Demistifying Content Marketing

Oh no. Not another piece on content marketing I hear you say!

But is content marketing genuinely a new genre of marketing or an updated form of marketing which has been rebadged for the digital age? There are indeed an endless variety of so called experts writing on the topic and even national newspapers have been recently advising brands on how to avoid what it calls the hype around content marketing.

In the researching and writing of this blog – yes it’s content – I’ve encountered a fair few of these experts and of course a number of sceptics. Phrases and buzzwords such as storytelling, brand engagement, publishing, digital marketing, editorial and more abound so let’s see if we can shed some more light on the subject.

According to The Content Marketing Association (rebranded in 2012 from the Association of Publishing Agencies) it’s the production of effective content for client brands across all disciplines including print, video, mobile and online.

A richer definition is probably content marketing is a marketing technique of creating and distributing relevant and valuable content to attract, acquire and engage a clearly defined and understood target audience – with the objective of driving profitable customer action.

And, I hear you say, isn’t that what we’re all doing anyway? Yes. It is, and always has been, about ways in which we connect and communicate with an audience without the hard sell of pure advertising; ways in which we persuade them with engaging information and sometimes genuinely educational pieces that reflect well upon us and our brand.

In today’s always-on digital world, that now means ever more opportunities to engage and inform across a plethora of channels.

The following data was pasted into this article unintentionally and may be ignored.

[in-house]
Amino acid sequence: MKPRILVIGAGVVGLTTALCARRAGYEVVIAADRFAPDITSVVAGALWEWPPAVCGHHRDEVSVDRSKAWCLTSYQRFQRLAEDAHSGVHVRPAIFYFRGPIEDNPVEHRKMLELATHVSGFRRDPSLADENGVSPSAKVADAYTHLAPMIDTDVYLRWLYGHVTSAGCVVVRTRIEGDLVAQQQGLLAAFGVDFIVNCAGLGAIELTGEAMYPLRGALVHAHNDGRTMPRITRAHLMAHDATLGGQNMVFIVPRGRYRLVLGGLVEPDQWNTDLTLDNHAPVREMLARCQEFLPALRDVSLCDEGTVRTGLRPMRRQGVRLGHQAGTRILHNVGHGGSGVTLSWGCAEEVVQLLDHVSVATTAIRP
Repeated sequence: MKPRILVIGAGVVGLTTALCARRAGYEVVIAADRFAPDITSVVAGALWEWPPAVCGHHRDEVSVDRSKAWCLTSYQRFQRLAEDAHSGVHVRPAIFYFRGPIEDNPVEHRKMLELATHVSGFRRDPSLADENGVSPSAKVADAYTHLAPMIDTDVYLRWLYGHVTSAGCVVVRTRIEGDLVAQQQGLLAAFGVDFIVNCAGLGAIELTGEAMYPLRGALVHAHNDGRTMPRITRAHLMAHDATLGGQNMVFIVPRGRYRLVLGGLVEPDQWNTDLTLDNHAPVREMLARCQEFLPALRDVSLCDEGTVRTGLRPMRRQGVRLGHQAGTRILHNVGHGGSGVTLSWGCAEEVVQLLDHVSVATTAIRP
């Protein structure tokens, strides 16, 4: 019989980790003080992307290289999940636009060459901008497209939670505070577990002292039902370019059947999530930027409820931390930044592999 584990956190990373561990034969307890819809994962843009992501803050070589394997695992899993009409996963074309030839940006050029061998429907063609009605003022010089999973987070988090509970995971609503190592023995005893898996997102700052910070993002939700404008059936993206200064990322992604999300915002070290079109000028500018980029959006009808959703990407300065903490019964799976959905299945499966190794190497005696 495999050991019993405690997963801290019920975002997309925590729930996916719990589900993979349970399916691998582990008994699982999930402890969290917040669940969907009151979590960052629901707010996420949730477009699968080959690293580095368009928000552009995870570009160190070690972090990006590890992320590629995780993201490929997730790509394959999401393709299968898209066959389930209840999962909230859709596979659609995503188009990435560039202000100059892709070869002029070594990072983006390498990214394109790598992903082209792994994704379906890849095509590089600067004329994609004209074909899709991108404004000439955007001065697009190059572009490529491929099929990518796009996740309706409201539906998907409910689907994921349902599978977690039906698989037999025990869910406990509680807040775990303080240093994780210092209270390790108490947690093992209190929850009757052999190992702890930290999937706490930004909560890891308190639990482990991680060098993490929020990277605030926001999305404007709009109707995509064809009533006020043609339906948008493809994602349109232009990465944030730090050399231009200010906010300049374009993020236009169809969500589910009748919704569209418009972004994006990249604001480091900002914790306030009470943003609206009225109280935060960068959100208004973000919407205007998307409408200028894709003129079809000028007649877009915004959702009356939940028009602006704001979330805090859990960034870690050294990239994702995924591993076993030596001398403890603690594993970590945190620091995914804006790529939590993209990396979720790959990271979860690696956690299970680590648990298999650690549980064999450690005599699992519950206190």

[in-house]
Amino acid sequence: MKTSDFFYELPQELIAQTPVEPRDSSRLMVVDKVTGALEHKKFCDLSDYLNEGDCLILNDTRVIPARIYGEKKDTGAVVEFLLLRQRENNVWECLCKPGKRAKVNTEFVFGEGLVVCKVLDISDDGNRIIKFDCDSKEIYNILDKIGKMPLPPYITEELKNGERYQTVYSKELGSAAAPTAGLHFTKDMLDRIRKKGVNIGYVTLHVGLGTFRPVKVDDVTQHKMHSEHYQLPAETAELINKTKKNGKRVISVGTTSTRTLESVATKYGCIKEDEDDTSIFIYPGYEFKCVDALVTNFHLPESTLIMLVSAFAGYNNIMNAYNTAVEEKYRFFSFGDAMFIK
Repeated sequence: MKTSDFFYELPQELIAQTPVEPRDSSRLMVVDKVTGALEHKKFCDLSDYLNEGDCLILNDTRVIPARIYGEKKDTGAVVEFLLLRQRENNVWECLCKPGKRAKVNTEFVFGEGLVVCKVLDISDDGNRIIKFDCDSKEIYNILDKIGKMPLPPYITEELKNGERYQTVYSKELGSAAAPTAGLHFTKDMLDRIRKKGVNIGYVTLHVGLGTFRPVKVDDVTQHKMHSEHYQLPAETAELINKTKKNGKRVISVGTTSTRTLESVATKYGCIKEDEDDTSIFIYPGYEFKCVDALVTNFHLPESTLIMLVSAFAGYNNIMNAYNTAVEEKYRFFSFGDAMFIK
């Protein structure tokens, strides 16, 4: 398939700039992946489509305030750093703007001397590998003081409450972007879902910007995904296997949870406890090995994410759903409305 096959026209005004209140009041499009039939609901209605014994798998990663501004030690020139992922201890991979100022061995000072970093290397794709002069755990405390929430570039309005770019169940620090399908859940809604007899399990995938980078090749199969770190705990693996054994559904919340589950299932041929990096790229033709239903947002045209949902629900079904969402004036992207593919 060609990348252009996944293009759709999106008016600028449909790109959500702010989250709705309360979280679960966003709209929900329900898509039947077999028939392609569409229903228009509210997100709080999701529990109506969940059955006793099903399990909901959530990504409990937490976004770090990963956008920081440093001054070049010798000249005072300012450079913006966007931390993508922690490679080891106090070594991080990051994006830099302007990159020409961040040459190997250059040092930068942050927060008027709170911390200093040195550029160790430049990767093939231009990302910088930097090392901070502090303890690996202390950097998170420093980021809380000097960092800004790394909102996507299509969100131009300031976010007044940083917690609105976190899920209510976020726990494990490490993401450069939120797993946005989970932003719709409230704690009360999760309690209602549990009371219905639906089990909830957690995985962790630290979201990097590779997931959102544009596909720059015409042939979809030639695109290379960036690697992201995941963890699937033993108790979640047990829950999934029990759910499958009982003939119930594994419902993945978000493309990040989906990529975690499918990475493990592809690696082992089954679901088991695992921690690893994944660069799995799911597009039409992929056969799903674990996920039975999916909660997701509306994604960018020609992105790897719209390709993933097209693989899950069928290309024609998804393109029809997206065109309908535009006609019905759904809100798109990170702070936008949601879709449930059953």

This may have traditionally involved the recognised disciplines of public relations and publishing with editorial content, in customer magazines for example. Take the inflight magazine. First published in 1966, KLM has the oldest inflight magazine but of course along with others is now available in tablet form.

Digital content took form first in websites and in the early days site owners often looked to syndicated content providers to provide editorial content to help persuade and engage with visitors over and above the traditional ‘sell’, most often with little thought and reference to the potential audience!

But as early as 2001, BMW broke conventions by gathering the world’s best directors to make a series of short internet films (5-10 mins each). The plot of each film is very different but they share one similarity – Clive Owen, the driver who gets hired to transport and deliver with BMW cars. They are timeless and have been heralded as great examples of early branded content aimed at brand promotion and persuasion through entertainment.

And they were effective at that – the films were featured on BMW Films website because most car buyers search for information online. This series helped BMW gain 12% increase in sales despite the bubble and 911 tragedy. The videos received more than 11 million views and motivated 2 million people to register with BMW website.

Content marketing isn’t new but with so many channels, audiences and indeed devices available to marketers we need to think more like publishers to ensure we satisfy consumer interest.